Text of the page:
Aurel Bacs, the head of Phillips auction house, in association with Bacs & Russo, does not worry about the future of the mechanical watch.
Asked at a panel on vintage watches at the WatchTime New York show on Oct. 15 if he was concerned that interest in mechanical watches might wane in the future as Millennials age and smartwatches proliferate, Bacs said, “I don’t worry about the future of the mechanical watch.” Bacs said that appreciation for traditional, centuries-old watchmaking technology had become part of the culture and will not be abandoned because it doesn’t make sense for telling time today. “Does drinking Bordeaux make sense?” he asked. “Does wearing an Italian hand-made suit makes sense?”
While he doesn’t worry about the survival of mechanical watches, “I do worry about the future of some [mechanical watch] brands,” he said. “I worry when the most valuable thing about the watch is the marketing campaign.” But watches with legitimate history and technology will remain objects of interest and value, he said.
Bacs and his colleague Paul Boutros, a senior vice-president of Phillips in Association with Bacs & Russo, who heads the Americas region, took questions from attendees and WatchTime editor-at-large Joe Thompson, who moderated the panel.
Phillips is “the hottest watch auction house in the world right now,” Thompson said, noting that two years ago, the company did not have a watch department. Yet for the spring 2016 auction season, Phillips was the top auction house in terms of watch revenues. (Bacs & Russo, the watch consultancy Bacs co-founded with his wife, Livia Russo, worked exclusively with Phillips to relaunch its watch department in November 2014.)
Asked which vintage watch brands are performing best at auctions today, Bacs replied brands like Patek Philippe and Rolex are certainly favorites, but that the brand is less important than factors like a watch’s rarity, condition, provenance, and originality.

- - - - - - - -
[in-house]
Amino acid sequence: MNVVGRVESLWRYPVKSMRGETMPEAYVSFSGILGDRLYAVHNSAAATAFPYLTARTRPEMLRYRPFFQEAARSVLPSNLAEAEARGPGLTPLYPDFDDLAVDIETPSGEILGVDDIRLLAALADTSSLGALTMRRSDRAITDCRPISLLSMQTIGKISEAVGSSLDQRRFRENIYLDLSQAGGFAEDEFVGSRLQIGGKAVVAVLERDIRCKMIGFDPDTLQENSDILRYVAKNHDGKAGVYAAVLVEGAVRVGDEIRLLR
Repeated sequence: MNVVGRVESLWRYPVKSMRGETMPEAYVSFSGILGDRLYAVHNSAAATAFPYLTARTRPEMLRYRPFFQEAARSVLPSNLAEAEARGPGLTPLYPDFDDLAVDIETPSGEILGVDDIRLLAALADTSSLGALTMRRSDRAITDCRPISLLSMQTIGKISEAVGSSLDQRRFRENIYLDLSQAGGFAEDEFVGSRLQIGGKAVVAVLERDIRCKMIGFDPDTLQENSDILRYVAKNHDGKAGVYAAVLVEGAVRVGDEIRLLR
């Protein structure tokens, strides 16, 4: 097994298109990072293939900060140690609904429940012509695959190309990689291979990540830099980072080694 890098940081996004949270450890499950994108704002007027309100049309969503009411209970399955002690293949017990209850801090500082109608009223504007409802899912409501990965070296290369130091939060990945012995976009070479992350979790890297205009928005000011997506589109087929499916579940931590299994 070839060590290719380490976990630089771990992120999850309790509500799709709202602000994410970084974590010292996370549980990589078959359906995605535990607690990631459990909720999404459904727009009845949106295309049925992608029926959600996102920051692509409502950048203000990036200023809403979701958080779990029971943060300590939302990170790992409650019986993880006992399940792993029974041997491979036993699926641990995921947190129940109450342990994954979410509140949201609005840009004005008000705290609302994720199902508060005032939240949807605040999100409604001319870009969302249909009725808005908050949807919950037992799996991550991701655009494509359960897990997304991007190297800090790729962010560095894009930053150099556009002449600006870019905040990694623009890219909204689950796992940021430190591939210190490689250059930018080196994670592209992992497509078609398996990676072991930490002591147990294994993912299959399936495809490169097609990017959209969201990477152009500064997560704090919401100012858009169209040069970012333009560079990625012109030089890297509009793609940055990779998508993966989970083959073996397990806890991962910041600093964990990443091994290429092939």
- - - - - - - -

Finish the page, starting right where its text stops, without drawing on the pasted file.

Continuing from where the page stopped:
The seminar touched on a wide range of topics:
• Asked what makes a watch vintage, Boutros said that the introduction of computer-aided design by Patek Philippe in 1984 serves as a demarcation line between a vintage watch and a modern watch. Phillips considers watches produced prior to 1984 “vintage” pieces. Another criterion is the crystal. Watches with acrylic crystals are considered vintage; those with sapphire crystals are defined as modern.
• In response to a question about the importance of the original box and papers for a vintage watch, Bacs noted that they can bring a premium of 10 percent or more. However, one must be careful because papers can be forged. Said Boutros, “Some collectors want absolute originality. For them, box and papers are important.” But they must guard against being swindled.
• Asked if there were vintage watch brands that they considered undervalued, Boutros pointed out that vintage sports watches are very popular now. He preferred not to cite specific brands, but said that vintage dress watches was a category that “offer value” for collectors. “Thin dress watches used to be preferred,” he said. “Now they are selling for less.”
• Commenting on the sports watch trend, Bacs said, “Whatever becomes hot becomes too expensive. People who can’t afford a [Rolex] Paul Newman buy a Heuer Carrera. The trend to sports watches won’t end but will be balanced out.”
• Asked whether discontinued watches increase in value, Bacs said it depends on the model. Great watches, like the Patek Philippe Ref. 5970 perpetual calendar chronograph or the A. Lange & Söhne Pour le Mérite, soar in value. But a watch that commemorates some victory of a soccer club does not. A watch like that simply becomes outdated.